The Sunday Mail
PHAIDON Contemporary Artist Series Editor, Michele Robecchi, once said: “For many countries, having a national pavilion is a unique opportunity to have a voice within the international community. The contemporary art scene in Zimbabwe, as well as in other regions that are not regularly featured on the global art map, is rich, lively and complex. Venice is a great occasion to introduce it to a broader audience.”
The National Gallery of Zimbabwe, with support from the Ministry of Youth, Sport, Arts and Recreation will once again exhibit the beauty of the country’s artistry at the Venice Biennale this year.
This will be the 58th edition of what has been dubbed the Olympics of the art world and it shall mark the fifth staging of the critically acclaimed Zimbabwe Pavilion in the prestigious Italian city.
The theme for the country’s pavilion this year is “Soko Risina Musoro”, a title borrowed from the late Herbert Chitepo’s epic poem. It will be a reflection of the Venice Biennale’s overarching theme, “May You Live in Interesting Times”, focusing on the role of art in response to the current global political climate especially in the context of fake news and alternative facts in this overstimulated information age.
The exhibition, which will run up to the end of November has been commissioned by Doreen Sibanda, the executive director of the National Gallery of Zimbabwe and will be curated by Raphael Chikukwa assisted by Valerie Sithole.
The artists taking part at this year’s extravaganza will be unveiled tomorrow at the National Gallery of Zimbabwe in the capital. The artists will interpret two themes in a bid to fully narrate the contradiction of the African way of life and the wealth in human and natural resources juxtaposed to the visions of the founding fathers of every country on the continent. They will also be negotiating the obscurities that rise between ideal practices in the long run.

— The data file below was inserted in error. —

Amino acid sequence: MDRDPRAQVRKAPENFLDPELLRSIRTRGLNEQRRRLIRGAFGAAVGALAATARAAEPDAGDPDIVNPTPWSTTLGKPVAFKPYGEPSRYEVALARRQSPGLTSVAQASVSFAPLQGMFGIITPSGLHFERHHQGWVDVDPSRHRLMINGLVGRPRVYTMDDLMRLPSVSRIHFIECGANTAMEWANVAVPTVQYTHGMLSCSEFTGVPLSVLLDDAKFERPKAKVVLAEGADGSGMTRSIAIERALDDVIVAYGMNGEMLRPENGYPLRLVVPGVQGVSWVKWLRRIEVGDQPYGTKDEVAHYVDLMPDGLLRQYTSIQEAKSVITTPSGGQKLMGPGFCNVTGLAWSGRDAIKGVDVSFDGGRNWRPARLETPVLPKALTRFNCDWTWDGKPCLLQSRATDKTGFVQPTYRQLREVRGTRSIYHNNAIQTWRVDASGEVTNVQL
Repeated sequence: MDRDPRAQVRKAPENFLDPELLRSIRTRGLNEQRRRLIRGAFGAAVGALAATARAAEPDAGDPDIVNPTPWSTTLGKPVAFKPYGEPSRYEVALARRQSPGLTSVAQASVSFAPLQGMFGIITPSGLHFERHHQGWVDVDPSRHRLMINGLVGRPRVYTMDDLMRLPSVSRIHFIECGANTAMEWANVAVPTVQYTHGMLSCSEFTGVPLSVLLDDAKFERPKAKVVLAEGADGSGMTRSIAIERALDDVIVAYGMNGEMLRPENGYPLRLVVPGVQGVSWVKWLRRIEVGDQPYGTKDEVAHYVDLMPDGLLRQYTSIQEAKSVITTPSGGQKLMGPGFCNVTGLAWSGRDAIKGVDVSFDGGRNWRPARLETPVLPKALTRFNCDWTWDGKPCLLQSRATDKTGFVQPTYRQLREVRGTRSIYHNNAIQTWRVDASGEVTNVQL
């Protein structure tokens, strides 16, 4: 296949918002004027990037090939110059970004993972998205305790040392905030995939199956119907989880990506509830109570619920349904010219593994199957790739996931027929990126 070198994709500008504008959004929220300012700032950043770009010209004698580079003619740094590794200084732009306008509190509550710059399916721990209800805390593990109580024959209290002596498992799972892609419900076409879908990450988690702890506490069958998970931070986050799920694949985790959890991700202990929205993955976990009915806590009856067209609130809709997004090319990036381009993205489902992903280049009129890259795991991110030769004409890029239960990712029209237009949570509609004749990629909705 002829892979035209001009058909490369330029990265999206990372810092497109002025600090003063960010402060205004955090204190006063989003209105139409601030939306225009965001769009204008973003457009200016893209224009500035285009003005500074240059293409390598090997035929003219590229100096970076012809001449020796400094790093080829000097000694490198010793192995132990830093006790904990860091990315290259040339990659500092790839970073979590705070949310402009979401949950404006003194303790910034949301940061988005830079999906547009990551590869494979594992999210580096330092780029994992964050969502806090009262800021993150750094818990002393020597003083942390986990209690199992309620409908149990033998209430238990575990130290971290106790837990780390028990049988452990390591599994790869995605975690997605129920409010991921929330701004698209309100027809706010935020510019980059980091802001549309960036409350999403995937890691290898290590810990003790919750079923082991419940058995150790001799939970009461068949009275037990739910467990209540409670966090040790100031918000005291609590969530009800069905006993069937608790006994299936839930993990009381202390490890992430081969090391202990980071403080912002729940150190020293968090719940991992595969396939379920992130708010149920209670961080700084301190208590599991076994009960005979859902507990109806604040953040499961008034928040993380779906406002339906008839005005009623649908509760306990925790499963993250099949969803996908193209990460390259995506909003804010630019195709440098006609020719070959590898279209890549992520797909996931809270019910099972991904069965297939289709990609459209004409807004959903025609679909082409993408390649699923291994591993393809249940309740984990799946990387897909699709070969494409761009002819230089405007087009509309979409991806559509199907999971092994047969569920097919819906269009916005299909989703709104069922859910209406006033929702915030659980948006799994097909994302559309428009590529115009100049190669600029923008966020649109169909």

“Soko Risina Musoro” will focus on illuminating the visionary insights of previous generations and the abandonment of those values by the contemporary generations, albeit leading to the reassurance of identity, culture and above all, history.
Last year the country was represented by the legendary Sylvester Mubayi, Charles Bhebhe, Dana Whabira and Admire Kamudzengerere, whose artworks put forth some questions relating to boundaries and belonging. The exhibition, titled “Deconstructing Boundaries: Exploring Ideas of Belonging”, was looking at how physical boundaries are getting blurred and challenged in the face of cultural conflicts, migration, nationalism and urbanisation among other things.
The Zimbabwean Pavilion at this particular extravaganza is an important intervention in many ways as it promotes local artists and contemporary art in the country. Founded in 1895, the Venice Biennale is now one of the most famous and prestigious cultural organisations in the world with an attendance of over 500 000 visitors at the art exhibition. The organisation stands at the forefront of research and promotion of new contemporary art trends.